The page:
Booth number: 313

Session time: 2:00PM - 2:45PM. Room 143B.

Innovation and automation in high-throughput assay development

Understanding drug efficacy and a drug’s clinical validity through target engagement at the site of action is fundamental in achieving better clinical success. Measurements can currently be taken using purified protein and assay technologies, but target engagement in a cellular environment isn’t always achievable.

Senior research scientist Nancy Dekki Shalaly will be demonstrating how to build and validate assays with the Cellular Thermal Shift Assay (CETSA) method from Pelago Bioscience. Transformations in protein thermal stability inside intracellular environments can be investigated with CETSA, using the AlphaLISA protein detection platform.

Additionally, CETSA HT for large screening volumes proves able to correlate well with other screening technology, and the spectrum of application throughout drug discovery, but in particular in early drug discovery investigations, is wide due to the technology’s ability to perform in high-throughput microplate-based formats.

Booth number: 312

Session time: 4:30PM – 4:50PM. Exhibition Theater.

Efficiency in sample selection and handling

Ziath develops innovative new technology to increase efficiency across academia, biotech and pharmaceutical industries. Their expertise spans lab automation in forensics, sample management, documentation and archiving, and sample management.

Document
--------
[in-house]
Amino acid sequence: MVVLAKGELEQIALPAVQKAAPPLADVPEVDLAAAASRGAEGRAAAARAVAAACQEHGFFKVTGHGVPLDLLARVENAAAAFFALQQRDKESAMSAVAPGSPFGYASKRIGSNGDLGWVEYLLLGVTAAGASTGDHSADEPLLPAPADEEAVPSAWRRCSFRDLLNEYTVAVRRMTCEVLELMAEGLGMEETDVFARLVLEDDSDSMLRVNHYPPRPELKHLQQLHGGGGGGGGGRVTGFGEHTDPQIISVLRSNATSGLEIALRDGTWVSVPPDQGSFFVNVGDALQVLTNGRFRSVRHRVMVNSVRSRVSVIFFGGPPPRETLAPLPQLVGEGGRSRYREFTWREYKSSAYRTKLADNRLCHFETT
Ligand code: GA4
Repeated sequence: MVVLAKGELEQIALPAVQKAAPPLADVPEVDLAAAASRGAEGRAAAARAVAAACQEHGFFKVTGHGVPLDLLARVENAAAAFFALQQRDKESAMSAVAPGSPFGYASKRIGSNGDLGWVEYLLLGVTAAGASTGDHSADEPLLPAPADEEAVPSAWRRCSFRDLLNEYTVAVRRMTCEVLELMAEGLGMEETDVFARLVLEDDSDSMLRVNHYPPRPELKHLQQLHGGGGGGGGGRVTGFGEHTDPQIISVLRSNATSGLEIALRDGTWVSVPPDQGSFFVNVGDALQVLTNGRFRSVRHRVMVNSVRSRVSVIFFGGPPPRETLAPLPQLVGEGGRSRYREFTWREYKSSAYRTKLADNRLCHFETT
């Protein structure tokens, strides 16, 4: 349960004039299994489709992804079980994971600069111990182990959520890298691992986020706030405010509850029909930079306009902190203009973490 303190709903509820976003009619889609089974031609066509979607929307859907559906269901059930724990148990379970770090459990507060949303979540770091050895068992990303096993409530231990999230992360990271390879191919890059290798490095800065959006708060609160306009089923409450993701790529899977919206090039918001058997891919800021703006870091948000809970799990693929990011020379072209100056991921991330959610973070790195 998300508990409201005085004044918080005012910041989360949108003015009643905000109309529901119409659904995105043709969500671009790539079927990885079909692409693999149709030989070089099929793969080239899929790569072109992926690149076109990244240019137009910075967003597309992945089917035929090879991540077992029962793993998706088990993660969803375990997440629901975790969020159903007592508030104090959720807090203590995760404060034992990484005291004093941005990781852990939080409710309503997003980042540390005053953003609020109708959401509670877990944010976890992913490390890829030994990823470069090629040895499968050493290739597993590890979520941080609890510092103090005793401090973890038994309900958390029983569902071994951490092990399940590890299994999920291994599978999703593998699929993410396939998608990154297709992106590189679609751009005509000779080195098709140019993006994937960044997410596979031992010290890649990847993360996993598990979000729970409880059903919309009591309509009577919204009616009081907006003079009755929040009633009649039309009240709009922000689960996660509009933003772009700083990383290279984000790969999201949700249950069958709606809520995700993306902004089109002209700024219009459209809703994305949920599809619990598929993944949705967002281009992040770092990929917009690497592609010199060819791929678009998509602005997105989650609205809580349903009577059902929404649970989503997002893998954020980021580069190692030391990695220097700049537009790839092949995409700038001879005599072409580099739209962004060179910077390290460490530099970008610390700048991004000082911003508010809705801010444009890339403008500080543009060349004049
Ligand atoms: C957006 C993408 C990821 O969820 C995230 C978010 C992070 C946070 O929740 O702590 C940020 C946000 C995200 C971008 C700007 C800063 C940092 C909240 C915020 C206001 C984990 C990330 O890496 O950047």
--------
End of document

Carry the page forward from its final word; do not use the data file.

Ziath endeavor to free up more time for investigation and research by reducing the amount of time scientists take to identify, manage and locate precious samples. Ziath will be showcasing the Mohawk, a sample selection device designed to accelerate research by giving time back to the researcher.

The Mohawk is a new, intuitive tube selector and picker that operates with a linear rack reader and 96 pins. User-friendly software powers the system instead of more time-consuming robotics systems, and tubes can be raised while racks are scanned according to pre-set picklists, allowing tubes to be selected in seconds.